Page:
Menu
Button: Make a Payment Button: Newsletter Mailing List

Icon: Healthcare LawHands-On Experience

Providing legal advice

and services since 1977

comment on alarm co failure to sign contract / more on First Mercury - beware May 22, 2017

KEN KIRSCHENBAUM, ESQ
ALARM - SECURITY INDUSTRY LEGAL EMAIL NEWSLETTER / THE ALARM EXCHANGE
You can read all of our articles on our website     Having trouble getting our emails?   Change your spam controls and white list ken@kirschenbaumesq.comsecure.mybiz.com and mybiz.com 
**************************************************************************************************
comment on alarm co failure to sign contract / more on First Mercury - beware
May 22, 2017
***********************
comment on alarm co failure to sign contract from May 17, 2017 article
***********************
Ken, 
    Regarding the May 17, 2017, comment from ‘Raz M,’ whose sales people didn’t sign the monitoring agreement, there may be another issue.  My due diligence people have looked at hundreds of thousands monitoring agreements.   We note the lack of company signature as an exception and let the Buyers and their counsel deal with it.  Typically it is just a handful of agreements and the Seller just signs them.  If it is a repetitive issue, 100’s of agreements, or if it seems to be more prevalent in the more recent agreements, we view it as a sign of possible detached management.  If agreements are coming back to the company and no one is signing them, we are concerned that no one is reviewing them to ensure that no critical modifications have been made.  
    This isn’t just an issue for companies that are selling.  The Buyer is concerned about potential infirmities in monitoring agreements.  They don’t want to buy a liability.  If your company has an ‘infirmed’ agreement you already own it.     Monitoring agreements are a security company’s most valuable asset, make sure that they are properly drafted and not fatally modified.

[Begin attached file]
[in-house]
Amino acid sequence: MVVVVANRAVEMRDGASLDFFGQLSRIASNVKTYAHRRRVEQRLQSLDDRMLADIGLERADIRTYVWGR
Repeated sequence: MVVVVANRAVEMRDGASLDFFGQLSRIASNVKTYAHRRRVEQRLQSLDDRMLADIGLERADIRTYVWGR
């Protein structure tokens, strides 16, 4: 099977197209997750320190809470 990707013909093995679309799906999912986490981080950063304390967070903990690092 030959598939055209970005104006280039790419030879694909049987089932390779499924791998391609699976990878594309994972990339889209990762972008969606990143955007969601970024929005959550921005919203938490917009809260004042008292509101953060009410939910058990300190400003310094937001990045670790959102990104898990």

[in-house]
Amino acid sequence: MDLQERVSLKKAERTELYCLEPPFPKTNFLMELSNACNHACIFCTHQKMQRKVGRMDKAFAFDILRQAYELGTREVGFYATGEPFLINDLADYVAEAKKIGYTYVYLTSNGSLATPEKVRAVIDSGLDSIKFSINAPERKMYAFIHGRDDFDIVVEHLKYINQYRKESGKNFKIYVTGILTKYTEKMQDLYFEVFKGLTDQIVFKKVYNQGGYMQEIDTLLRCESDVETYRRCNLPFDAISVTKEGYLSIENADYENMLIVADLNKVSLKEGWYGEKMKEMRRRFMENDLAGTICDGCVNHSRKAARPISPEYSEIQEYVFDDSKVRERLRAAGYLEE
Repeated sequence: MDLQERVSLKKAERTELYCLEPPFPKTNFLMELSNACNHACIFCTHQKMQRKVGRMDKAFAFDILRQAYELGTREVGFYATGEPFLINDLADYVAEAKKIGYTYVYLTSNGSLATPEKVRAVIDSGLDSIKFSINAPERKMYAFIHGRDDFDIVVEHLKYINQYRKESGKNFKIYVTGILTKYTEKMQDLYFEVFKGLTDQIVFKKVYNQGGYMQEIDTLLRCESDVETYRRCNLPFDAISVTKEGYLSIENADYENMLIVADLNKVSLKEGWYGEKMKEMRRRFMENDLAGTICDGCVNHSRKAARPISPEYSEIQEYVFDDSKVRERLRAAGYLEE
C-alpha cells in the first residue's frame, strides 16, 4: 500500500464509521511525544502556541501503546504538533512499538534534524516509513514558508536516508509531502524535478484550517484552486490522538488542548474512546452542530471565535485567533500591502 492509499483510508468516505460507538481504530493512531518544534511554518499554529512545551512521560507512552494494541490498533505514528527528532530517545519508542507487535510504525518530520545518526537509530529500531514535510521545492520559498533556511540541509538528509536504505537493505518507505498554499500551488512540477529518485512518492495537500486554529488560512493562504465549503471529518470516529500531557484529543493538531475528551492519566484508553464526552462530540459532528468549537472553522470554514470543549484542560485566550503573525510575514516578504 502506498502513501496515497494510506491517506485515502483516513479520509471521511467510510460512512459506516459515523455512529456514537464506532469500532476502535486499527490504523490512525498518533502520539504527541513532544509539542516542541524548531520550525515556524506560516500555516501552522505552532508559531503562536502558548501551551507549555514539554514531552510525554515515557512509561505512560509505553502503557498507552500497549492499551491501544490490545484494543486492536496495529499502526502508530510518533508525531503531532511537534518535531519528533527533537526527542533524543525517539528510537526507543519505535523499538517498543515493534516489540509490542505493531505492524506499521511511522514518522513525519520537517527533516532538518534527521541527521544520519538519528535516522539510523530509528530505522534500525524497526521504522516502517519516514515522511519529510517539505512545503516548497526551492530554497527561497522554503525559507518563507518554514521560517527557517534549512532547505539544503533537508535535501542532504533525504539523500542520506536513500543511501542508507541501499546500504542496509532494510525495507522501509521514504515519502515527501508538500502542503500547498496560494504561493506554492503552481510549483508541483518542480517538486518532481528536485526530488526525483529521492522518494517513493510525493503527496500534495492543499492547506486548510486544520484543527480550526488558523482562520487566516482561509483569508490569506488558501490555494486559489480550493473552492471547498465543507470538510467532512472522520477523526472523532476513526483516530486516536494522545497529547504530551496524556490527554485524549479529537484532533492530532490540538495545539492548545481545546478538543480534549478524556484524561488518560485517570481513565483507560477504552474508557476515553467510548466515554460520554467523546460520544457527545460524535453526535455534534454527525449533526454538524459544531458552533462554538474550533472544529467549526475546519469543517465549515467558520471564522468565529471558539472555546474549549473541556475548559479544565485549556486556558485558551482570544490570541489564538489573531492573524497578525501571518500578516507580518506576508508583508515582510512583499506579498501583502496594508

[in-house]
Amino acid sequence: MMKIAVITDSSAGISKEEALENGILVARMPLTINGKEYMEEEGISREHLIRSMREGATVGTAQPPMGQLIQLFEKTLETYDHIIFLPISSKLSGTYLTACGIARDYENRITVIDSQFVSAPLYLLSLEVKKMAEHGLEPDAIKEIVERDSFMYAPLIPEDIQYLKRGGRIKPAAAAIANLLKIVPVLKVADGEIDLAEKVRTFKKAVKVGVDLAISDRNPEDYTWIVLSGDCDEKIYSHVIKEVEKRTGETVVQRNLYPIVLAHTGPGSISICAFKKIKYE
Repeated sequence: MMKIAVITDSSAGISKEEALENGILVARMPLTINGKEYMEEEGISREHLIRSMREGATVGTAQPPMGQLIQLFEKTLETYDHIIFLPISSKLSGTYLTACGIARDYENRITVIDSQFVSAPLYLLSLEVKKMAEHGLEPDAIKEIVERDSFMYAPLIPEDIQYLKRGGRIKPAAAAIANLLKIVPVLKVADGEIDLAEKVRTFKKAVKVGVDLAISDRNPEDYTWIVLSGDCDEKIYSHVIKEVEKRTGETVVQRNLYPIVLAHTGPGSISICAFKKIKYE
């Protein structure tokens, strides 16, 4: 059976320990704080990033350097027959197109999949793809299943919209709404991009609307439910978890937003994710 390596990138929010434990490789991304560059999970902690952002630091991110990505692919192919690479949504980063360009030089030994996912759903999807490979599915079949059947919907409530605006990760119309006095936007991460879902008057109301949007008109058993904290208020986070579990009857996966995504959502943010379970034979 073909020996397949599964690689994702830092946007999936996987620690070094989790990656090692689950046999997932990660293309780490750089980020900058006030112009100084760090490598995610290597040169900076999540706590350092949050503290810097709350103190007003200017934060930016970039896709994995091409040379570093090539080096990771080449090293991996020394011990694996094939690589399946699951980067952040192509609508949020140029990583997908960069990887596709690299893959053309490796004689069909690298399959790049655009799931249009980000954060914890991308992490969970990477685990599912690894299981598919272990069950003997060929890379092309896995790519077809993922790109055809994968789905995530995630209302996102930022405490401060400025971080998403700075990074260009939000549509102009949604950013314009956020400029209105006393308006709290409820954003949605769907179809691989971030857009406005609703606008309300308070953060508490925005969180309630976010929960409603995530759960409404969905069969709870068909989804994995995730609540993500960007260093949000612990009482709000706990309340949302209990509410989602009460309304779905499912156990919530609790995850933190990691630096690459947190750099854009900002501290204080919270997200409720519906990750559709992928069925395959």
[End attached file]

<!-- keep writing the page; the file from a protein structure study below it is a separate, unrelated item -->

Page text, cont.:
Mitch Reitman
Reitman Consulting Group
Fort Worth, 
817-698-9999
http://www.reitman.us
**********************
Response
*********************
    Excellent comment.  It's a bad practice not to sign contracts.  It's one of the reasons I don't like including a provision in the contract that it has to be signed by a corporate officer back at the home office.  Too often it doesn't get signed and returned to the subscriber.  If the subscriber is a consumer the contract is not valid until returned to the subscriber fully executed and you also have to give the 3-day notice at that time.
*********************
more on First Mercury - beware !! from May 17, 2017 article
**********************
Ken,
    We are insured by First Mercury and reading your newsletter recently have me concerned.  After reading today's I sent a note to my broker expressing my concern; her reply is below.  Her reply doesn't alleviate my concerns though.  I am not an insurance expert or lawyer, so I am at a loss as what to do.  One issue, my water based fire suppression insurance is very difficult to get, and her brokerage agency has been the only one to be able to get it for me, through First Mercury.